TEST – MANAGE – PREVENT
Why is it Important to get Tested?
- The United Kingdom (UK) has a relatively small HIV epidemic with an estimated 101,600 people living with HIV.
- The epidemic is largely concentrated among certain key populations, including men who have sex with men and black African populations.
- The UK has made significant progress in antiretroviral treatment coverage in recent decades: overall 87% of people living with HIV in the UK are virally suppressed.
- Late diagnosis remains a key challenge: in 2016, 43% of diagnoses happened at a late stage of infection.
- Awareness and knowledge around HIV continues to drop in the UK: only 45% of the population know HIV is and isn’t transmitted
Want to test from the comfort of your own home?
PaSH offer a free & confidential postal test kit you can complete at home and return to the lab for results. The test screens for HIV, Syphilis, Hepatitis B & C to order visit www.sorthiv.org.uk . This service is for men who identify as gay, bisexual, men who have sex with men and Black, Asian and Ethnic Minority heterosexual men and women.
If you identify in another way please order a HIV testing kit available from https://freetesting.hiv/
There are many places to have a HIV test across Greater Manchester, including GUM clinics and in community settings.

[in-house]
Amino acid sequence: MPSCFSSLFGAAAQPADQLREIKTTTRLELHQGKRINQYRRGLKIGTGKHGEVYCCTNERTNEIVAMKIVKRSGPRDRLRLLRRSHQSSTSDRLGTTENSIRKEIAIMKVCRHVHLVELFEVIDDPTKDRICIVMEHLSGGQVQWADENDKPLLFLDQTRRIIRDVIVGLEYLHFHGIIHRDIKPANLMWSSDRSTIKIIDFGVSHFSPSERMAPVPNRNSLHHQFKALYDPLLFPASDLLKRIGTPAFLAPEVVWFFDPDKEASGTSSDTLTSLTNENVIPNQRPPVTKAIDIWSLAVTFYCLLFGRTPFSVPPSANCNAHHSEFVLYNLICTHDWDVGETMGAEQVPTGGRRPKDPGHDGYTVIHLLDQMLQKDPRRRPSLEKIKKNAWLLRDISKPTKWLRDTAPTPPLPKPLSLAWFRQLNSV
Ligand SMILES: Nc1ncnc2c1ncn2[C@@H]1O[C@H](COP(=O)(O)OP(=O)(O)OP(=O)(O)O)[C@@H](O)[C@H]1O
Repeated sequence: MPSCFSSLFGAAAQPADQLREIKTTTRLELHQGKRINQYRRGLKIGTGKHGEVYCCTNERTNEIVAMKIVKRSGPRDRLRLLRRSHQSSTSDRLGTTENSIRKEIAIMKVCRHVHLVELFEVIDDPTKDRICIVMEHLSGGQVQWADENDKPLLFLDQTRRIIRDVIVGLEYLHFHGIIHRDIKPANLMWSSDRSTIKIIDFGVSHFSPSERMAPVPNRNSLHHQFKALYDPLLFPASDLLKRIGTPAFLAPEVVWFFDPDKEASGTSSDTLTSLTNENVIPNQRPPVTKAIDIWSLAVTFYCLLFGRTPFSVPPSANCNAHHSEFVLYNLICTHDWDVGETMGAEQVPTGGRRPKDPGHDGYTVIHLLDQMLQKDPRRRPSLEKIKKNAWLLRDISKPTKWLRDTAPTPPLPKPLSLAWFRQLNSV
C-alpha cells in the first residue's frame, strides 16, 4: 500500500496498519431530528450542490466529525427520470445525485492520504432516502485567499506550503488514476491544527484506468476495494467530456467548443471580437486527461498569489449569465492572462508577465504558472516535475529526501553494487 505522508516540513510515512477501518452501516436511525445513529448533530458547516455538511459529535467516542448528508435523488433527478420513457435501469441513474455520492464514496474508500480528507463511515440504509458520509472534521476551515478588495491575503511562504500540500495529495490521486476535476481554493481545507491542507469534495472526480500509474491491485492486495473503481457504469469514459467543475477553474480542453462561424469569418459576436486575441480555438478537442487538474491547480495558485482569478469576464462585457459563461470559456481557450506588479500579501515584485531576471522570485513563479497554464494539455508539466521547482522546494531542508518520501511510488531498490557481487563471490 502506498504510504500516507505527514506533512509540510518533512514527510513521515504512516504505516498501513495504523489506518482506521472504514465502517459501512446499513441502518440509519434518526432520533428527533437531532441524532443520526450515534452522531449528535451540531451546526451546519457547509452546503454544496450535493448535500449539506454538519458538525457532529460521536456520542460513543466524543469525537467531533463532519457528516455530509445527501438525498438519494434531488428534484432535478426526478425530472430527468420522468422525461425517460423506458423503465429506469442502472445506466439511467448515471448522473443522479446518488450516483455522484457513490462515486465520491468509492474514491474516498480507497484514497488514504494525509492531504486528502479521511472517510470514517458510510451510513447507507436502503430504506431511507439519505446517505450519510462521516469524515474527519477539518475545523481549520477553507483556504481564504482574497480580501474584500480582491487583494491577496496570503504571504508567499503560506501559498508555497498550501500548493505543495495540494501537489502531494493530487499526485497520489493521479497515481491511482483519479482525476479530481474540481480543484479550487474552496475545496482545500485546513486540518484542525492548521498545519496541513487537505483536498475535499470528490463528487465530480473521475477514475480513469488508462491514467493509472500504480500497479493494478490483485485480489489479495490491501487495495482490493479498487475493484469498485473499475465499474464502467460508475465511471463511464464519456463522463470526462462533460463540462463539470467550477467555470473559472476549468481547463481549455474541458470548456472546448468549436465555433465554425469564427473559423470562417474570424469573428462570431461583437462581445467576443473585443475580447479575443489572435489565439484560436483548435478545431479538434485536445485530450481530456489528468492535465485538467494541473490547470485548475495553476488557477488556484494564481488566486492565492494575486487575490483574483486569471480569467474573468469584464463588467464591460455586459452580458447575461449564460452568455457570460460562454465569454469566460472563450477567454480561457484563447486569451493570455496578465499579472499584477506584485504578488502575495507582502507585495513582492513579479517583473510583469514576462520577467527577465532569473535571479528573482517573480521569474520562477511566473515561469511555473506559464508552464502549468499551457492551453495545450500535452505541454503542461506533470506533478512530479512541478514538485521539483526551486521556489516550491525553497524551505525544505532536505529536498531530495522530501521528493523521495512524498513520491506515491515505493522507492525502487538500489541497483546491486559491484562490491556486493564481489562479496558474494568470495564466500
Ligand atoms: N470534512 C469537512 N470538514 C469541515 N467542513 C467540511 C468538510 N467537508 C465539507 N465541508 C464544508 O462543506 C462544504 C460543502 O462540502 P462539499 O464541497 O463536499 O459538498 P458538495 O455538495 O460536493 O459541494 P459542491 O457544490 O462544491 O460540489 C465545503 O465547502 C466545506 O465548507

Condoms are the number one way of protecting yourself from HIV and other sexually transmitted infections such as gonorrhea, syphilis, viral hepatitis and chlamydia.
Many people use condoms alongside PrEP to further reduce the chance of acquiring HIV.
Condoms come in varying sizes, textures, and materials, so have some fun experimenting to find the right one for you!
If you are fingering or fisting, you can use gloves or condoms on your hands or fingers to protect against STIs that are passed on through contact, like syphilis.
Try turning a condom into a dental dam for extra protection against STIs during oral sex and rimming.
Latex condoms should always be used with water-based lube as other types can weaken the condoms structure. This is especially important when engaging in anal sex as the rectum doesn’t produce its own lubrication and the lack of lubrication can lead to tears and micro-abrasions which increase the risk of transmission.